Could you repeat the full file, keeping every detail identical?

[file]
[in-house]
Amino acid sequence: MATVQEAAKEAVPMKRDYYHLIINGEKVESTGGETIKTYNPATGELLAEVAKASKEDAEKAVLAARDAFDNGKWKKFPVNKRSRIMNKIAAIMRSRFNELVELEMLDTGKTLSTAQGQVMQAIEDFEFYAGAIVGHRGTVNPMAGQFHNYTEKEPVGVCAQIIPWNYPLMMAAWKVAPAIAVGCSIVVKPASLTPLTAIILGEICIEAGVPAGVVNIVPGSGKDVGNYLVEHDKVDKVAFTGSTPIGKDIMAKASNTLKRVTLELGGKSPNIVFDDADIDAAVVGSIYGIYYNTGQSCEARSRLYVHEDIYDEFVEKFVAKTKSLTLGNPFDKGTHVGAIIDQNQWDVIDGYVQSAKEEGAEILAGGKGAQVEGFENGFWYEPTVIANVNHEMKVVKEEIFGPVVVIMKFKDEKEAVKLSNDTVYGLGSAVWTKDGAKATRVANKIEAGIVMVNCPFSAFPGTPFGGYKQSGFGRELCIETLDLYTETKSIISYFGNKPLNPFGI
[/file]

[in-house]
Amino acid sequence: MATVQEAAKEAVPMKRDYYHLIINGEKVESTGGETIKTYNPATGELLAEVAKASKEDAEKAVLAARDAFDNGKWKKFPVNKRSRIMNKIAAIMRSRFNELVELEMLDTGKTLSTAQGQVMQAIEDFEFYAGAIVGHRGTVNPMAGQFHNYTEKEPVGVCAQIIPWNYPLMMAAWKVAPAIAVGCSIVVKPASLTPLTAIILGEICIEAGVPAGVVNIVPGSGKDVGNYLVEHDKVDKVAFTGSTPIGKDIMAKASNTLKRVTLELGGKSPNIVFDDADIDAAVVGSIYGIYYNTGQSCEARSRLYVHEDIYDEFVEKFVAKTKSLTLGNPFDKGTHVGAIIDQNQWDVIDGYVQSAKEEGAEILAGGKGAQVEGFENGFWYEPTVIANVNHEMKVVKEEIFGPVVVIMKFKDEKEAVKLSNDTVYGLGSAVWTKDGAKATRVANKIEAGIVMVNCPFSAFPGTPFGGYKQSGFGRELCIETLDLYTETKSIISYFGNKPLNPFGI